We came equipped. Camera and backpack in tow. Water, a few snacks, and, of course, the muck boots.

TRUDGING THROUGH THE MUCK

Arriving at 6 a.m., we were surprised to see hundreds of people set in their spots, some in lawn chairs, others standing. Conversations were easily started with some of the locals eager to educate. Several women explained the tradition and what to expect:; We were all waiting for the slack tide.

Spectators locking down their spots in the marsh.

Slack tide is a period of about 30 minutes between tides, when there is no current. This is the easiest time for the ponies to make the swim. The time of slack tide varies, however, we were informed the swim generally takes place sometime between 7 a.m. and 1 p.m., and that we would all be clearly alerted by a plume of red smoke set off by the U.S. Coast Guard to inform the huge crowds and the wranglers that the moment had arrived.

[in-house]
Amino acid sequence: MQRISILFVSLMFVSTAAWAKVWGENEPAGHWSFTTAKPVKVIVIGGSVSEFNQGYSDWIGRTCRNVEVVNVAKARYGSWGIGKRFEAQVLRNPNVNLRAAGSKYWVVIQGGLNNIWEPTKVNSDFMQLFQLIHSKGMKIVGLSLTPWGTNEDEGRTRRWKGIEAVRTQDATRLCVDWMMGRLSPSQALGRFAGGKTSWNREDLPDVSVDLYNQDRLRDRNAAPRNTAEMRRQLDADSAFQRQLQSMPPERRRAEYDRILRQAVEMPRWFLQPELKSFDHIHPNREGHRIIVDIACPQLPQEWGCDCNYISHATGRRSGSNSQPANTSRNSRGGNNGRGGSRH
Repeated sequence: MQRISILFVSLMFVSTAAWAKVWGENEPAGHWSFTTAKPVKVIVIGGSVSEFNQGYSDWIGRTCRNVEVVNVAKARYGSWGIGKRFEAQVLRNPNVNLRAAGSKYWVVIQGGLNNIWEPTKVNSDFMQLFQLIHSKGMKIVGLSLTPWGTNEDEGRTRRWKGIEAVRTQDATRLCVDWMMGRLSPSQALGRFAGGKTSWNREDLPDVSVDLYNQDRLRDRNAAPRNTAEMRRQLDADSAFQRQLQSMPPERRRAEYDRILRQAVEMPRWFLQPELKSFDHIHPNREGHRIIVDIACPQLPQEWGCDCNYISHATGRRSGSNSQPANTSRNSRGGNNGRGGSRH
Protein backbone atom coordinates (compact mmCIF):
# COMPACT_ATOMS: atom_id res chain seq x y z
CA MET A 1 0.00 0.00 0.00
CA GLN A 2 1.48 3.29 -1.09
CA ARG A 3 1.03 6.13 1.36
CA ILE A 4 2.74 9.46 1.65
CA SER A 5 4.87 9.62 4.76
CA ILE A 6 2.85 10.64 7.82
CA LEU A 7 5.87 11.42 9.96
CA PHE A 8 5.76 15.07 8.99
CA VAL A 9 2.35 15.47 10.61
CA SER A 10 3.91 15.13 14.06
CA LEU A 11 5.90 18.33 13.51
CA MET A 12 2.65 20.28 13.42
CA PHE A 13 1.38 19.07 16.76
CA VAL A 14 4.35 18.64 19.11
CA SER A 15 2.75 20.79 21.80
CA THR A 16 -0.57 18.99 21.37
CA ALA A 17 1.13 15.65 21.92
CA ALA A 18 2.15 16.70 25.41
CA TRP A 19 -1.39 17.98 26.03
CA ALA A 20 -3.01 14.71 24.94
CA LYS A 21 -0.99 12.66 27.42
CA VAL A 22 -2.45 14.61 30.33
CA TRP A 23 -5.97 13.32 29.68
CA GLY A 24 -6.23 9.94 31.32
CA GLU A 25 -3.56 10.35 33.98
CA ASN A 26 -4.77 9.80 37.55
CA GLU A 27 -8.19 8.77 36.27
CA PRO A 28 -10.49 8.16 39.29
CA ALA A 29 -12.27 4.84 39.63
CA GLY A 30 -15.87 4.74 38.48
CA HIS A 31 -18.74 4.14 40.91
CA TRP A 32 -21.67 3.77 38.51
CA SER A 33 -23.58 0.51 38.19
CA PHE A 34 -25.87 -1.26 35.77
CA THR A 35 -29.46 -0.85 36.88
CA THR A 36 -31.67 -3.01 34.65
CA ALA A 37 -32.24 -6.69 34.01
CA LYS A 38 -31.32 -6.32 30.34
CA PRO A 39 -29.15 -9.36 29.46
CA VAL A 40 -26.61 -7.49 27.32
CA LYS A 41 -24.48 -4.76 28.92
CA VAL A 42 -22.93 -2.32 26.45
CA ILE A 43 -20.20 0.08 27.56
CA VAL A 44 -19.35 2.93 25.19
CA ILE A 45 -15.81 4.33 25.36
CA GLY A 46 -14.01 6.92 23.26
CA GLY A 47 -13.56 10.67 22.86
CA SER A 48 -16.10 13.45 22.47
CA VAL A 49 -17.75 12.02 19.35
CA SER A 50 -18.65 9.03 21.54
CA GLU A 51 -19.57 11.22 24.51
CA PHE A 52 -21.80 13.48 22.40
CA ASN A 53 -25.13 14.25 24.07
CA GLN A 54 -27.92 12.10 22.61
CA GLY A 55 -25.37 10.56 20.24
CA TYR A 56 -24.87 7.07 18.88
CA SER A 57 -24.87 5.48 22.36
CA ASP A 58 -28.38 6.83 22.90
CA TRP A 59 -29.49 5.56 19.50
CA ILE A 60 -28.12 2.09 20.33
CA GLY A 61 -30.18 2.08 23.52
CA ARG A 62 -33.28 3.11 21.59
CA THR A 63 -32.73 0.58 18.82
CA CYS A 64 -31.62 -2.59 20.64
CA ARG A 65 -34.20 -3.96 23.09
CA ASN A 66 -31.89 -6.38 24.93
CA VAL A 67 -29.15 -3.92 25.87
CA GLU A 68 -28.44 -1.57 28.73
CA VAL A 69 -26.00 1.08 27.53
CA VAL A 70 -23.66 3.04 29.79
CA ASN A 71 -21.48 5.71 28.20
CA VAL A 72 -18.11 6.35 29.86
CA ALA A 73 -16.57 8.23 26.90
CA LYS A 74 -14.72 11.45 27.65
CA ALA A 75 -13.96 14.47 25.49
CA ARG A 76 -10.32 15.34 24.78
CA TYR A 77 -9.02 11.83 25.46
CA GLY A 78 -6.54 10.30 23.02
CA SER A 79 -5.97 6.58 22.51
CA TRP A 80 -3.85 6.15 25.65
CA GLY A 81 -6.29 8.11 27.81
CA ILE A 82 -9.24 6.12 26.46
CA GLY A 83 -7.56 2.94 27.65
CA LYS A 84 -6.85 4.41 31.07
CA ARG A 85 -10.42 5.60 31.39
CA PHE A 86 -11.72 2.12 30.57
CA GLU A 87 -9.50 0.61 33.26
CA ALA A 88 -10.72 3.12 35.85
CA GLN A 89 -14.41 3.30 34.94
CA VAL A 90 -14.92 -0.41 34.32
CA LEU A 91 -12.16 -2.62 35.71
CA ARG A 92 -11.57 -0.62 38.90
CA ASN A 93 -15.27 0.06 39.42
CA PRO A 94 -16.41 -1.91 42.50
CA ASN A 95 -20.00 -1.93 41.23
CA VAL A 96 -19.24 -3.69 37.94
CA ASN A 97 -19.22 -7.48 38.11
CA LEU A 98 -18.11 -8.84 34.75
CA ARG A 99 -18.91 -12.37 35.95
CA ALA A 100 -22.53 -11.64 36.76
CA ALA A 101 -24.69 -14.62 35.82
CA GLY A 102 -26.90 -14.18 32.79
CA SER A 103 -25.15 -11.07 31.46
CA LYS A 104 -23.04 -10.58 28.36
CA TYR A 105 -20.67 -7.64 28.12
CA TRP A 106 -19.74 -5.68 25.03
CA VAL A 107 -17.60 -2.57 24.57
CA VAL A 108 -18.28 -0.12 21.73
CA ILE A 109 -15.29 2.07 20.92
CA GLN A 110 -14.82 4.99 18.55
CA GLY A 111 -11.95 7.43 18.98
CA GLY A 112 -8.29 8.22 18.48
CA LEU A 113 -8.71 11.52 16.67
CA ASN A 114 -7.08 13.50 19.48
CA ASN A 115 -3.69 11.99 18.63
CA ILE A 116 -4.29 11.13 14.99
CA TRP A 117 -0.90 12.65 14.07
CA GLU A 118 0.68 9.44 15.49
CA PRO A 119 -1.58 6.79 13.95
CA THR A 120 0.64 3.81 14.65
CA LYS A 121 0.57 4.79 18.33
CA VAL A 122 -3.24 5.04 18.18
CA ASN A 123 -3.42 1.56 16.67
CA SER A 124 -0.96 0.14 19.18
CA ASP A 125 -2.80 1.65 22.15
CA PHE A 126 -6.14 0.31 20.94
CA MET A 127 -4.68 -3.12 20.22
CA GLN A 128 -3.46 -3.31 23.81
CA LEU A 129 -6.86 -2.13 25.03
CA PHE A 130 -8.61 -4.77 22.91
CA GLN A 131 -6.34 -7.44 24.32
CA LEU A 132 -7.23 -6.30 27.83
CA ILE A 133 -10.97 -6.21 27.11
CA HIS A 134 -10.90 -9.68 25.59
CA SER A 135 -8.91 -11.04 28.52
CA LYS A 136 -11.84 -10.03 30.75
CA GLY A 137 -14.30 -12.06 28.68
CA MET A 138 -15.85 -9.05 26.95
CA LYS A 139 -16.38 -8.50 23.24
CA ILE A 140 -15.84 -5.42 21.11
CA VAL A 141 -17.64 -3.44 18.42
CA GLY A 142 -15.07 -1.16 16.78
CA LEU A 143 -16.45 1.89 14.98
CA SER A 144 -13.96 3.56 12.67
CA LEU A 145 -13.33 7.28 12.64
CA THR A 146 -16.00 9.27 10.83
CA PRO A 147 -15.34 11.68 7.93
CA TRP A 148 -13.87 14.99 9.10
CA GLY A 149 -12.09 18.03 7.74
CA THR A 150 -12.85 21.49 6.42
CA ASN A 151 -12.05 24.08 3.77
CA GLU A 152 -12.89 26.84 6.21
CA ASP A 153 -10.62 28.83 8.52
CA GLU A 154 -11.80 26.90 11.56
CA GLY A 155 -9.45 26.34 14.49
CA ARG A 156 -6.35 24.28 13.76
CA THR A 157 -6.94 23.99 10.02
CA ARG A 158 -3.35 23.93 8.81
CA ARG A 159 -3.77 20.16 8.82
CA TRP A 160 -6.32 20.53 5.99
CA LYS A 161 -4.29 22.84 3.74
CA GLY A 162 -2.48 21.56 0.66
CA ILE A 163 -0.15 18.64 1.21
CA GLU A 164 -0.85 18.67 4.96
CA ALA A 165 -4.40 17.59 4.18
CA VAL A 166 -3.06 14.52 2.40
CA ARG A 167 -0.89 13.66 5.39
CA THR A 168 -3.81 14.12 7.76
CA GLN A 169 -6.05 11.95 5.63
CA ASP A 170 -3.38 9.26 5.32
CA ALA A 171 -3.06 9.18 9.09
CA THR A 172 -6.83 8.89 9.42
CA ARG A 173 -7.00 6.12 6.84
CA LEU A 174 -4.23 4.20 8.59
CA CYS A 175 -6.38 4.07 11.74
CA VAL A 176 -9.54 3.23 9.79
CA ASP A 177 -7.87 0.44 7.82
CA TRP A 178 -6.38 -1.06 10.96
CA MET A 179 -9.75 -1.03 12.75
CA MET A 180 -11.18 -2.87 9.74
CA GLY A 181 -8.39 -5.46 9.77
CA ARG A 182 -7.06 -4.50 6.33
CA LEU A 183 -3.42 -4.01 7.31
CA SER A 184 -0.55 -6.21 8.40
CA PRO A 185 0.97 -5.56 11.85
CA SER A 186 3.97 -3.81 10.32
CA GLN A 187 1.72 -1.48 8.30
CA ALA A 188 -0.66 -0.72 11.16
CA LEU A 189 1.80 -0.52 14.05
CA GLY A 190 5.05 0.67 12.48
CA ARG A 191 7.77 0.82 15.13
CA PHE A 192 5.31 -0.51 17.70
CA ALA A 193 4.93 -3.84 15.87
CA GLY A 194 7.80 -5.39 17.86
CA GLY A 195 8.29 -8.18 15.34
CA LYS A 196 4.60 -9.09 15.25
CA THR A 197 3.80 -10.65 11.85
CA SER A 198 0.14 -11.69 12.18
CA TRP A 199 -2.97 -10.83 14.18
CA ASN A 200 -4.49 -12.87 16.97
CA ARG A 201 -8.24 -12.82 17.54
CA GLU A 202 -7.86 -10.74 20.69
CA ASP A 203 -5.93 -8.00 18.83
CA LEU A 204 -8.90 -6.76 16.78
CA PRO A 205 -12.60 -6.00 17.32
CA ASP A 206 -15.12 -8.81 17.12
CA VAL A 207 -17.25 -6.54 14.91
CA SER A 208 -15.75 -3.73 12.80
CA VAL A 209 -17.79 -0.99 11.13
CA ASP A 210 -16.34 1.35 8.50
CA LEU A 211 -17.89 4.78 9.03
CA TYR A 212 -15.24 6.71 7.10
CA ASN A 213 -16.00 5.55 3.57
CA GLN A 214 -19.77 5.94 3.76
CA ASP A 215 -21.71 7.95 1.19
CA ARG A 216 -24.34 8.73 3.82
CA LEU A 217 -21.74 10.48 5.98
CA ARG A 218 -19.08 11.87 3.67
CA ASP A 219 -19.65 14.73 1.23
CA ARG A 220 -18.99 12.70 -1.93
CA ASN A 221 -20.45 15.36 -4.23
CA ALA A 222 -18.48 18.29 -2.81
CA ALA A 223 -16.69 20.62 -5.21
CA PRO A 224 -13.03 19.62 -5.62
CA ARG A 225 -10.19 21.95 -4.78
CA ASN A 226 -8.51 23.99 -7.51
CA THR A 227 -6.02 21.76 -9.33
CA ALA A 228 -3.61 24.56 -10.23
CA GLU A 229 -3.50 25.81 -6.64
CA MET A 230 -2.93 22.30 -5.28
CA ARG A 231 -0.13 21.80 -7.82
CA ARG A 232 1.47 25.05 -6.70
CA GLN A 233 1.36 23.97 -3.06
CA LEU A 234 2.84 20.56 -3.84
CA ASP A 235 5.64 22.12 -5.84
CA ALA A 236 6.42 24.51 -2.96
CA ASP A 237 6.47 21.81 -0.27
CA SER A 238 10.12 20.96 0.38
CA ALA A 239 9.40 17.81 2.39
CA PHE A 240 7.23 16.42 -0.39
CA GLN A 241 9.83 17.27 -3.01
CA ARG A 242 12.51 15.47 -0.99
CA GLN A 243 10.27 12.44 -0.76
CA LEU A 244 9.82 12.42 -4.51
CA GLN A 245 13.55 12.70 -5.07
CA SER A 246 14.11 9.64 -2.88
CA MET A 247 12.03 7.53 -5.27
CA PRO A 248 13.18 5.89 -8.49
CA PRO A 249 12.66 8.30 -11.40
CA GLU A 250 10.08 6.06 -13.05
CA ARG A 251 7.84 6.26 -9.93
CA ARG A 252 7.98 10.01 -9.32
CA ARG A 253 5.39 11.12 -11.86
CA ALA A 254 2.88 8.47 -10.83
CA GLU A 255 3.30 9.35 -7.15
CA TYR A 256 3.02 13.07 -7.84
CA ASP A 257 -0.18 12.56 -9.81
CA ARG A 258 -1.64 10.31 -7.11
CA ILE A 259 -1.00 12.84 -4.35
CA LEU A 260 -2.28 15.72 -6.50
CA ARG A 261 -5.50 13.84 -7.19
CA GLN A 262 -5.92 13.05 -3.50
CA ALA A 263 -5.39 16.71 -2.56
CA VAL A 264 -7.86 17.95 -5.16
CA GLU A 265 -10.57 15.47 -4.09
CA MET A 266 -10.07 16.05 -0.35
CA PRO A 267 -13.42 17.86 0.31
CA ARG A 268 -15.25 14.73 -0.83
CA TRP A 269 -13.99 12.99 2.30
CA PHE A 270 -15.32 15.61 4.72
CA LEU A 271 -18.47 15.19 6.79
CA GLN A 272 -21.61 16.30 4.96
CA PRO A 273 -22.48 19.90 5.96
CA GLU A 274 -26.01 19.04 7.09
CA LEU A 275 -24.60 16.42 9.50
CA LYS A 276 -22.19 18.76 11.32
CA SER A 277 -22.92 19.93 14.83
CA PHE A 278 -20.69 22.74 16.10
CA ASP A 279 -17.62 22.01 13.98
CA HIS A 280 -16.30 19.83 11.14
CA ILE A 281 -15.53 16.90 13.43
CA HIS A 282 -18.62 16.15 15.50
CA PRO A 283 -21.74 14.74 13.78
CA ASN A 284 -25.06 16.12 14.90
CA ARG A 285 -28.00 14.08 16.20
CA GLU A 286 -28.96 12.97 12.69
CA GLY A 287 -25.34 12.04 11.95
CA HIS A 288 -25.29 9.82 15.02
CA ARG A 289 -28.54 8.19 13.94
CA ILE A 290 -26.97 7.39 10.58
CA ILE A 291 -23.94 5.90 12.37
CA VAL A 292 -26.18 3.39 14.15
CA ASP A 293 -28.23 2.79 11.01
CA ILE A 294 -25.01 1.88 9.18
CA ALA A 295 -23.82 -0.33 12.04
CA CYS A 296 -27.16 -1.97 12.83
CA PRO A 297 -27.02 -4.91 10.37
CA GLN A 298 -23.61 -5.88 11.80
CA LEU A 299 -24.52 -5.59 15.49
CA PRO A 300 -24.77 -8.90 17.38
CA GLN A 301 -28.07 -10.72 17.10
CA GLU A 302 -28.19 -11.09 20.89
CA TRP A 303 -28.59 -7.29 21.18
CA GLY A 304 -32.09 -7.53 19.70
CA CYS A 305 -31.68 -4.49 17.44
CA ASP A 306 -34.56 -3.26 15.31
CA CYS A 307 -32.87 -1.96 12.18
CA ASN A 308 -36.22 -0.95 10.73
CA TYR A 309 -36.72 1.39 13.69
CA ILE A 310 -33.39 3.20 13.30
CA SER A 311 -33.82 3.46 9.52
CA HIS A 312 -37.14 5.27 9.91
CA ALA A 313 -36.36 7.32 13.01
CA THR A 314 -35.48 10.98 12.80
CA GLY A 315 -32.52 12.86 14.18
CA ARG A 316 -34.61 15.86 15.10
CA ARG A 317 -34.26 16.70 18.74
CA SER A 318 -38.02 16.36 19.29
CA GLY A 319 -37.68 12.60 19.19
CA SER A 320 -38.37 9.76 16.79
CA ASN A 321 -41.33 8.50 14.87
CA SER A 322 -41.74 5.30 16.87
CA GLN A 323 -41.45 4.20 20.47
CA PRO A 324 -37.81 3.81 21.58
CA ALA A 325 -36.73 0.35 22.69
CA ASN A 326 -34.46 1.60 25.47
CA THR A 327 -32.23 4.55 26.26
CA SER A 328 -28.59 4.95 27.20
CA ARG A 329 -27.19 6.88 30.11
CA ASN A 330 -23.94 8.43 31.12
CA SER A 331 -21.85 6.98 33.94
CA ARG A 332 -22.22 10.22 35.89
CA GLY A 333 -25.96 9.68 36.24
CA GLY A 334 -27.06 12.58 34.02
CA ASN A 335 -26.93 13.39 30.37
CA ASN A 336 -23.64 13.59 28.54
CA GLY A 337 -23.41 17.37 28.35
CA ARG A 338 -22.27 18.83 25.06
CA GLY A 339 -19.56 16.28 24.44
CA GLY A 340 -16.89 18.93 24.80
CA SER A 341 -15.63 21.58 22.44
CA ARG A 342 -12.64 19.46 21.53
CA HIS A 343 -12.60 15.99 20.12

WAITING FOR THE RED SMOKE

Standing in the muck, shoulder-to-shoulder with the hundreds of other eager spectators, the hours passed, and the crowds continued to swell.

Anticipation crackled in the crowd as the Saltwater Cowboys began to appear off in the distance. As people started pointing out the faint images of horses, we could see the ponies and their wranglers assembling across the channel. In a matter of minutes, the telltale plume of vivid red smoke elevated the excitement of the entire crowd.

Watching the ponies enter the water, then swimming toward us was all worth the wait. It is not often, if ever, one sees the bobbing heads of horses plying their way across a sea channel in a calm, albeit determined, manner.

The plume of red smoke dispatched by the U.S. Coast Guard alerting all to the moment of slack tide.